Monday, May 26, 2008

 

How Will Labour Find its Saviour?

The columnist most closely associated with Labour's inner circles is often reckoned to be Jackie Ashley and so her column today makes interesting reading. Leading figures have leapt to Gordon's defence, including John Prescott(surprisingly articulate on Andrew Marr), David 'Gordon's the best man' Miliband(and p.s. 'I'm not standing') plus Alan Johnson 'oh no, I wouldn't stand- not yet anyway' Johnson. But Jack Straw has been very silent recently and so have the ladies in the Cabinet. Ashley tells us that:

Behind the scenes, on both sides of the party, there are serious discussions going on about how to remove the prime minister. If the tumbrels are not actually rolling, then the wheels are being greased and the details of political assassination are being knowledgably discussed.

Both wings of New Labour- the Progress and Compass factions- have been negotiating a new 'policy agenda' plus a candidate to take over from Brown 'later this year'. It seems the former has been agreed- always the easy part given New Labour's lightness on ideoloogy- but the latter creates problems. Ashley expects a swift turn back to 'core Labour values' but is less helpful on who is likely to emerge as Labour's putative Saviour. She mentions Cruddas and Clarke as people who might be given more prominence to speak for the party on the Today programme but as part of a reshuffle, not a contest.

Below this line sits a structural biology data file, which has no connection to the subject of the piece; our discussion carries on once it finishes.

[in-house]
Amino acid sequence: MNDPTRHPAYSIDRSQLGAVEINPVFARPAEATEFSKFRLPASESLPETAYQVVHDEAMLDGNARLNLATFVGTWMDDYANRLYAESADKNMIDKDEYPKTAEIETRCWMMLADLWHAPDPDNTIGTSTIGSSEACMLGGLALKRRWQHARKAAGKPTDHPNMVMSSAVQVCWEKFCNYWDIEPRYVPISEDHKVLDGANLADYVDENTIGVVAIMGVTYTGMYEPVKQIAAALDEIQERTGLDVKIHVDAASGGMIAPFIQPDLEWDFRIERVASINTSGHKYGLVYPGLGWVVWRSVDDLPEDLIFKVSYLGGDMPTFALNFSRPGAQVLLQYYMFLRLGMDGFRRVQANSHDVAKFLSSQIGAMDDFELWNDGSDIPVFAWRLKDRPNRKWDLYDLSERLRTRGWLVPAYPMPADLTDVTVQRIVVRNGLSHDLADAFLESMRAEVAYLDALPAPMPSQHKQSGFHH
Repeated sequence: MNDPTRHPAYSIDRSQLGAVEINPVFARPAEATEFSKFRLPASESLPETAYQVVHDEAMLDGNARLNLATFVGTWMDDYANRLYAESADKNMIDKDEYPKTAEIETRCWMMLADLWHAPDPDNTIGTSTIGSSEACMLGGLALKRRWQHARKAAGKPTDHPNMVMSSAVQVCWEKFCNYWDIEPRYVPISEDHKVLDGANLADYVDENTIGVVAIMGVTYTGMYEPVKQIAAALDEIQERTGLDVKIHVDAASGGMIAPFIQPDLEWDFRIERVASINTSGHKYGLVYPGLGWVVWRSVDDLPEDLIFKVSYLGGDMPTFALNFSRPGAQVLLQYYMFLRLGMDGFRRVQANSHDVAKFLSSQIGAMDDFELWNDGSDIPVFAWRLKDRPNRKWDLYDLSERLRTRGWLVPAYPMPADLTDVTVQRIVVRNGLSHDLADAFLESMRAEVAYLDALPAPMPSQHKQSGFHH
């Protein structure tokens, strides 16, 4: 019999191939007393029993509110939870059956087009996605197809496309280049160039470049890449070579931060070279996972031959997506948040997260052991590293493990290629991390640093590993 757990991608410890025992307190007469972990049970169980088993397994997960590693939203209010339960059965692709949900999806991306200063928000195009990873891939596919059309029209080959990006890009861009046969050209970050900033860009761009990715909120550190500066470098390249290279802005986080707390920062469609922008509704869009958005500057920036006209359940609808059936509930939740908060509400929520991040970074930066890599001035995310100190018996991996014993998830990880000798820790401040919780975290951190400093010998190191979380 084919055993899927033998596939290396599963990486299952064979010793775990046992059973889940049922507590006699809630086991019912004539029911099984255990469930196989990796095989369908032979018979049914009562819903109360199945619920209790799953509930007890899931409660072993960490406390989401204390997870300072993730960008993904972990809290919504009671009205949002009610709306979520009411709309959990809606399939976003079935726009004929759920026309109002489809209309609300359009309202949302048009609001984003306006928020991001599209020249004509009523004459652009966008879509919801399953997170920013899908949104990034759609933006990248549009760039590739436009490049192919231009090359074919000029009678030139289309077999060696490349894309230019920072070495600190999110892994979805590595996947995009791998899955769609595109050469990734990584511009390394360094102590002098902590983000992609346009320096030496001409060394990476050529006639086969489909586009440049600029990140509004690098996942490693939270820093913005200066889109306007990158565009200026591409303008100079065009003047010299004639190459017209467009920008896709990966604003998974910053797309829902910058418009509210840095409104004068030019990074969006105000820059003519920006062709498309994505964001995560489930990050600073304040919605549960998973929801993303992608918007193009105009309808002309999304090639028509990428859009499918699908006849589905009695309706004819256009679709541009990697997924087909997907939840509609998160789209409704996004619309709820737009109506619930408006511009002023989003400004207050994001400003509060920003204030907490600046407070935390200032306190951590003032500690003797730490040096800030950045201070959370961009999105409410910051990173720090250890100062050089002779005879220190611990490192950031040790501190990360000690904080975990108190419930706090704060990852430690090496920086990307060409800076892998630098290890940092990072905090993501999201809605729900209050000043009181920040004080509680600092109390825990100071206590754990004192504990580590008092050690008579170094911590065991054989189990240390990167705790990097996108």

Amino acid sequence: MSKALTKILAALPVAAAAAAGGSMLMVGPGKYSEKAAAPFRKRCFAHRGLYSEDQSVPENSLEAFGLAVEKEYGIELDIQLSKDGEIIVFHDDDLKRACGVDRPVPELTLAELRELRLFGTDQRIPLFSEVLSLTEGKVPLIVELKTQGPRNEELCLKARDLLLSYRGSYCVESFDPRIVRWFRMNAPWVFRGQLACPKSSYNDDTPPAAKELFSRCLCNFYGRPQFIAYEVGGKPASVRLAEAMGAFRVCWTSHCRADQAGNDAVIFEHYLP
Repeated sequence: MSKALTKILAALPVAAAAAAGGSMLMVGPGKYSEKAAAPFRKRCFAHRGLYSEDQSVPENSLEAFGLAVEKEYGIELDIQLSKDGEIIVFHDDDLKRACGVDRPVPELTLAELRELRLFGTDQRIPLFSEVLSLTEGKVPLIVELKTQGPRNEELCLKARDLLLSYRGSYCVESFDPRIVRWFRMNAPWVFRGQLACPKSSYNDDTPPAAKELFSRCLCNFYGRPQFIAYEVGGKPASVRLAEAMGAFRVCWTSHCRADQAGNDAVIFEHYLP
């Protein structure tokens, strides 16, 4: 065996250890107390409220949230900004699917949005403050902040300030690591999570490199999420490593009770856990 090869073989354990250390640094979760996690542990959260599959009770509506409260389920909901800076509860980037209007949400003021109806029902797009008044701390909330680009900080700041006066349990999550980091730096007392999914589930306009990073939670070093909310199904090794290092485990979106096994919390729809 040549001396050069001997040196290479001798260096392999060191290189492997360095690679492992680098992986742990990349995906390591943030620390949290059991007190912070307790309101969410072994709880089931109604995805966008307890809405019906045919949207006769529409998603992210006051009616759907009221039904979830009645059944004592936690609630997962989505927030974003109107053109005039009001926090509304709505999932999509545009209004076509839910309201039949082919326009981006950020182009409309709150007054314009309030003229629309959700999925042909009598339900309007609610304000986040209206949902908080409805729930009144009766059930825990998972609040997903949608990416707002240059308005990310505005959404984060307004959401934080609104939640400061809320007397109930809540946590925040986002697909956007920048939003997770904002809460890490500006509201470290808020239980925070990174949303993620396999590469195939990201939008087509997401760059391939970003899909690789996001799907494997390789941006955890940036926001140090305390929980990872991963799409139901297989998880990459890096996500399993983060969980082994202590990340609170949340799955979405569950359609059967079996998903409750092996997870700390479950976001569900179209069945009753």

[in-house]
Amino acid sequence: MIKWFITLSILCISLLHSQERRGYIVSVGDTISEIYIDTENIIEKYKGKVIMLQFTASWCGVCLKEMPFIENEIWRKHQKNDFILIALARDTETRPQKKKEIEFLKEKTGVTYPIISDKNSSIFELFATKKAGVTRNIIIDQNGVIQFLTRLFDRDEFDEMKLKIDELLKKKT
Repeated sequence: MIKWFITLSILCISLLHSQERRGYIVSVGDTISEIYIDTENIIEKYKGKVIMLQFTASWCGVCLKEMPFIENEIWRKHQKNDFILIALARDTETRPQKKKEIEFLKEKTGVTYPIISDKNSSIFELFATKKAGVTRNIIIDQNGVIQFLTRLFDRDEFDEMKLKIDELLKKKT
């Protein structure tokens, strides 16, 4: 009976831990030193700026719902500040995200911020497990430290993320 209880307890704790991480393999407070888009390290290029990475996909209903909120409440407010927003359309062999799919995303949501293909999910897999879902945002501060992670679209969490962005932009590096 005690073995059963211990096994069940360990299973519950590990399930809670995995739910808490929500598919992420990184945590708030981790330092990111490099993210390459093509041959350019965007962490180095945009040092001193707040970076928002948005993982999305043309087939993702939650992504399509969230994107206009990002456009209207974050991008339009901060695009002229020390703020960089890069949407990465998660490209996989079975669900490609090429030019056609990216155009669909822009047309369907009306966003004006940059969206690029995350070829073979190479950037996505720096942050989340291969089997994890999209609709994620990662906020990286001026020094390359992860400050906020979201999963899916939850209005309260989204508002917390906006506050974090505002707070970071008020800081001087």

The key options still lie with the incumbent Labour leader. He can buy off potential rivals with rewards and scare the party with the horrors of firstly removing him and secondly selecting his successor. Ashley wonders if Gordon can find within and project the relaxed, witty, urbane version of himself his friends know so well. She concludes, drawing on the example of Boris Johnson- she underestimated 'the importance of style and swagger, certainly hunmour'. Finally she reckons front-runner David Miliband should 'set out his stall, along with Straw, Johnson and Balls, Brown's favoured successor'. Of these, I fear that on the style/swagger/humour criteria, Miliband, Balls and Straw score poorly(with Balls scoring zero) leaving Johnson as our best bet. I suspect this frothy talk will eventually fade away and doubt any change of helmsman will happen in the end.

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